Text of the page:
CONCLUSIONS

I think ISIS, or ISIL, is a real and present danger.  We can no longer talk our way around this situation; this is no solution.  Playing golf is no solution.  Waiting for the next administration is no solution. The only recourse we have is to kill them.  Do not let ISIS live to see another sunrise.  Let’s let them enjoy their seventy-seven (77) virgins sooner rather than later.  I would enjoy your comments.

ENTITLEMENTS

March 5, 2014


Unless you are new to my postings, you know that I rarely (very rarely) do politics.  I think politicians are fascinating only because I think all people are fascinating.  Culture, background, ethnicity, language, etc. all intertwine to produce a mosaic that essentially defines who we are individual. We are one of a kind. There is no one like us.   I also think the act of being political is a huge impediment to progress.  One example, Congress. In my lifetime, I can never remember such a contentious and mean-spirited group of losers.  The “us versus them” mentality is alive and well.  If I hear the word “brand” one more time or the phrase “appealing to my base”, I think I just might scream.    Adding to my disgust was the following cartoon in this Sunday’s paper.  It really hit a sour note; a very sour note indeed.   

Entitlements & Military (3)

 

The sargent on the left is the emodiment of the entitlement mentality.  The little guy on the right is the United States military.  The entire article addresses cuts in spending for the DOD, specifically the reduction in benefits to men and women who serve in uniform.

Merriam-Webster defines entitlements as follows:

  • Noun—“The condition of having a right to have, do, or get something”
  • “The feeling or belief that you deserve to be given something, such as a special favor”.
  • “A type of financial help provided by the government for members of a particular group.”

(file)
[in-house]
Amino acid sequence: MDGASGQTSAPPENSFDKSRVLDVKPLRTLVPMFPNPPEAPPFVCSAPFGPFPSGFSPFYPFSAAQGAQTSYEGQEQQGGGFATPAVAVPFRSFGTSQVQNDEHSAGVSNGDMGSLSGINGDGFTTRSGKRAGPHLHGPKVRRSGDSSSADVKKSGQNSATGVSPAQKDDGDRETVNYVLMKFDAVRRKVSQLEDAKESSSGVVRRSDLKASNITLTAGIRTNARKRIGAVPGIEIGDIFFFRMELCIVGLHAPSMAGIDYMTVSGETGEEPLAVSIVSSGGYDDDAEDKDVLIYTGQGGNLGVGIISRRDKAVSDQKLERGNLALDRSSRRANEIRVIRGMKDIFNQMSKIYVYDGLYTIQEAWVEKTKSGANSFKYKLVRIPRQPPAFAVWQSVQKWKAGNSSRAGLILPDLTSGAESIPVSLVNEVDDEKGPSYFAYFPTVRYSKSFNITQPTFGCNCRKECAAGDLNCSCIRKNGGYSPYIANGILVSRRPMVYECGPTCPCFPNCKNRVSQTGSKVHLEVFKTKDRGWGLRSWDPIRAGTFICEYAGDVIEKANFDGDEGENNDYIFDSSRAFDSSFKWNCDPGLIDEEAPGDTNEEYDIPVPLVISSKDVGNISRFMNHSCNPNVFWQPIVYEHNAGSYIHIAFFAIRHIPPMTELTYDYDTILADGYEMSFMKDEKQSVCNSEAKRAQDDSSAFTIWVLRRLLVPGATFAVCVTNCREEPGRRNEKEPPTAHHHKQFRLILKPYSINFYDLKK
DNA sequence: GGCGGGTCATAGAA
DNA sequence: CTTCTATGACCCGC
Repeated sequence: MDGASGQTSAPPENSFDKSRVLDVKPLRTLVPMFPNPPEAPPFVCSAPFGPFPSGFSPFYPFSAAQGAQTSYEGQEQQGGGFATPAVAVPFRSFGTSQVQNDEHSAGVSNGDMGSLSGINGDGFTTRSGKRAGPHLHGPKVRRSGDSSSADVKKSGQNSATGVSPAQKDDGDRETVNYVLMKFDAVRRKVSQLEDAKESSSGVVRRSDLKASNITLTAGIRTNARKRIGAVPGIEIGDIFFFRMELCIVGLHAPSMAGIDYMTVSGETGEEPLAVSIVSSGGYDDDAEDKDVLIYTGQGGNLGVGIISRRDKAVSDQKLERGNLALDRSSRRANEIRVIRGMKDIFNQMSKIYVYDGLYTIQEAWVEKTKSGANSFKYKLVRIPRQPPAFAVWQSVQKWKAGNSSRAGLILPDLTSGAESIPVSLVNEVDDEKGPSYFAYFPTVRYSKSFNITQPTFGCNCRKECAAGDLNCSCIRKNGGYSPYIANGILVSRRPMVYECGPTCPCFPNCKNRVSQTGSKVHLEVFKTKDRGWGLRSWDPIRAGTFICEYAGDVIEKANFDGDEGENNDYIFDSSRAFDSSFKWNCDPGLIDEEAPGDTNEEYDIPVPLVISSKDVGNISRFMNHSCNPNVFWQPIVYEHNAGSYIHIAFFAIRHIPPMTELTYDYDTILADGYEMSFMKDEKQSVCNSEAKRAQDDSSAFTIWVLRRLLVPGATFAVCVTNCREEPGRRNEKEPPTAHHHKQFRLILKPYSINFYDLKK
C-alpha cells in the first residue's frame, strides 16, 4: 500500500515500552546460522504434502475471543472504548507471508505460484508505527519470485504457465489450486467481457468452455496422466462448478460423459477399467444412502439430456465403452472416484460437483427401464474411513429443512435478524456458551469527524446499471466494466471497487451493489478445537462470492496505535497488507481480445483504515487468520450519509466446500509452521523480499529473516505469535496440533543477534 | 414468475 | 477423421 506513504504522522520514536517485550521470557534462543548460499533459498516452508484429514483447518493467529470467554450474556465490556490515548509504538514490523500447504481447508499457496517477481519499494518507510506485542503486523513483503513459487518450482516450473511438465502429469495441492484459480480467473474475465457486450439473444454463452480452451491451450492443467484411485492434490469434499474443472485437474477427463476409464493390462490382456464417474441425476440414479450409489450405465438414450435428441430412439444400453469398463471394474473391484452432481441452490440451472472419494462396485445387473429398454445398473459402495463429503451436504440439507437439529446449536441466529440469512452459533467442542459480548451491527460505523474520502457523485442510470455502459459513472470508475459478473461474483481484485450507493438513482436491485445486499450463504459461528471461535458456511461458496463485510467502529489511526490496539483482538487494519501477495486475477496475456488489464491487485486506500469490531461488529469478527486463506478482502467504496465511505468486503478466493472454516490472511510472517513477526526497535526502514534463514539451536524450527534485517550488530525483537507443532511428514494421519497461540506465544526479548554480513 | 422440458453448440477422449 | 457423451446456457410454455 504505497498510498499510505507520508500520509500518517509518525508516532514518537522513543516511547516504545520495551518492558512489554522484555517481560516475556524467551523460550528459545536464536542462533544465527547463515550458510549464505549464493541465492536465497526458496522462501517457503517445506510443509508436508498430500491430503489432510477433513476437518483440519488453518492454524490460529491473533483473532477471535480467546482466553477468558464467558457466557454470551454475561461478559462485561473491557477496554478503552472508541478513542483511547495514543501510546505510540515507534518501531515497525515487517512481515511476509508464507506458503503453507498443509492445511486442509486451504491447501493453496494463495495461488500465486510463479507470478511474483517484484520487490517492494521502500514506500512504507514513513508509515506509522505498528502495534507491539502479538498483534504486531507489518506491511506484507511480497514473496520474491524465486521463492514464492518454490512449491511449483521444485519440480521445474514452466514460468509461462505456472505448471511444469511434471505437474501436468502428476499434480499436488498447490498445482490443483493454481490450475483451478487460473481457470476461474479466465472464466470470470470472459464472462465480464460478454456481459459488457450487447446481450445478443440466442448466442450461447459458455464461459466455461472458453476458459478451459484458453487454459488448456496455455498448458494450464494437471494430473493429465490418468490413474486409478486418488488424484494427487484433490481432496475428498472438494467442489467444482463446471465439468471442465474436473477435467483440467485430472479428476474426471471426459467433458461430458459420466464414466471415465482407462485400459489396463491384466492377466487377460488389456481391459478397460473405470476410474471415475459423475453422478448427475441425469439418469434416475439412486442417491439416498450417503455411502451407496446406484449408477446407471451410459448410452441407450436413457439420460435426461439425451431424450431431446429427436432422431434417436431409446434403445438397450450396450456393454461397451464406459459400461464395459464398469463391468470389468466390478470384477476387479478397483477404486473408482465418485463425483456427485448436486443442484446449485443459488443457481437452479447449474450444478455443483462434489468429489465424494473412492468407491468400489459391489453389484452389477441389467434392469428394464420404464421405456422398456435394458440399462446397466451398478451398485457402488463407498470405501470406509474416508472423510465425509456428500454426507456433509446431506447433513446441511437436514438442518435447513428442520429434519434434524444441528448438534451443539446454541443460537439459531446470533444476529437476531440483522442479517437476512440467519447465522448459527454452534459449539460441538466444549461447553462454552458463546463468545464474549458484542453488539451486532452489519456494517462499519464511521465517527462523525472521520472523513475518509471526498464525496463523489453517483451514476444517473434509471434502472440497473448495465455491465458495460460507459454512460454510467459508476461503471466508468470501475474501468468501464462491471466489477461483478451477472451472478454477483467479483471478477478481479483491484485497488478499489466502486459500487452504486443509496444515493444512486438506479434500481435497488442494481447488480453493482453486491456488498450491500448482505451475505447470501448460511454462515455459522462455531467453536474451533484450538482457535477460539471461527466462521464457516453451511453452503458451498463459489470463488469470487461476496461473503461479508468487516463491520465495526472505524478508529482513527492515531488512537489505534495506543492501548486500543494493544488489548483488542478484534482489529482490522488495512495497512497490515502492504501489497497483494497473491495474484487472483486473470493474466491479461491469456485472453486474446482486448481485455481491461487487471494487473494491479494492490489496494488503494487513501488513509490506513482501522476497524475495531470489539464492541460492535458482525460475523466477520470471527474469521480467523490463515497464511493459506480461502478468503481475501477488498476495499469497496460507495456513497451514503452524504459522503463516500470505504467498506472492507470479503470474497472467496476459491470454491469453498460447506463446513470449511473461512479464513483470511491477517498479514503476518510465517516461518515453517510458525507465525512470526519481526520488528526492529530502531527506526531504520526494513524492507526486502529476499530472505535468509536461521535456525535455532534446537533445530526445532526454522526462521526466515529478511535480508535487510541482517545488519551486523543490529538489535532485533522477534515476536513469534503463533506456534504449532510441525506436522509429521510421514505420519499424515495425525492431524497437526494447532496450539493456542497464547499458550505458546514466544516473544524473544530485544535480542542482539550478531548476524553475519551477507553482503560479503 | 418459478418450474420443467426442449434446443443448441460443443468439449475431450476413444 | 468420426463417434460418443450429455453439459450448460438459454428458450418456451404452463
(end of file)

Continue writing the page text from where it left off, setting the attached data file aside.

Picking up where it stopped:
The Declaration of Independence, signed July 4, 1776, addresses our unalienable rights and states these rights are life, liberty and the pursuit of happiness.  This marvelous document in no way indicates we are entitled to anything over and above these three rights.  In looking at the first ten (10) admentments to the Constitution, we are guaranteed the following: 1.) Freedom of Religion, 2.) Freedom of Speech, 3.) A Free Press, 4.) Freedom to Assemble, 5.) The Right to Keep and Bear Arms, 6.) Freedom for Unreasonable Search and Seizure, 7.) Security in Personal Effects, 8.) Freedom from Warrants Issued Without Probable Cause, 9.)  Indictment by a Grand Jury for any Capital or “Infamous Crime” and 10.)  Guarantee of a Speedy, Public Trial with an Impartial Jury; and Prohibition of Double Jeopardy. These first ten admentments are called the Bill of Rights.  Please note: nowhere  in the Bill of Rights are we guarenteed “free stuff”.  It was assumed by the creators of the document that the average individual would accomplish in accordance with his or her abilities and would strive for personal improvement in the process.  Allowances such as Social Security, Medicare and Medicaid, in my opinion, do not fall under the term entitlements.  These services have not been free.   They are paid for by withholding from income.  This is how we pay for these benefits.  Free mobile phones, food stamps, subsidized housing and many others were not comtenplated by our founding fathers.  I feel certain they would be rolling over in their graves if they had an inkling as to where we are in this country.  Please don’t get me wrong, there are those individuals who need help from their federal government from time to time BUT cutting benefits for our military is JUST WRONG when these cuts are done to provide additional entitlements.  OK, reduce “head count”. Shrink the force. Cancell or mothball weapon systems but don’t alter benefits.  Don’t freeze pay grades. Don’t cut commisary access.   Don’t reduce insurance.  Don’t raise the grocery bill for the uniformed military. Don’t alter training due to cutbacks in spending.  Having been in the Air Force for four years, I can tell you it is not always a picnic.   The monthly income is not why we serve.  This can be borne out by the fact that a great many uniformed personnel are using food stamps.   I worked on ICBMs carrying nuclear pay loads.  No one at me and times were still tough due to very low comparable wages and long hours.  In my opinion, the uniformed military deserves decent pay for services rendered and some assurance benefits will be available at retirement.   The world remains a very dangerous place.  The United States will continue to engage, and that takes a strong, well-trained, optomistic uniformed military.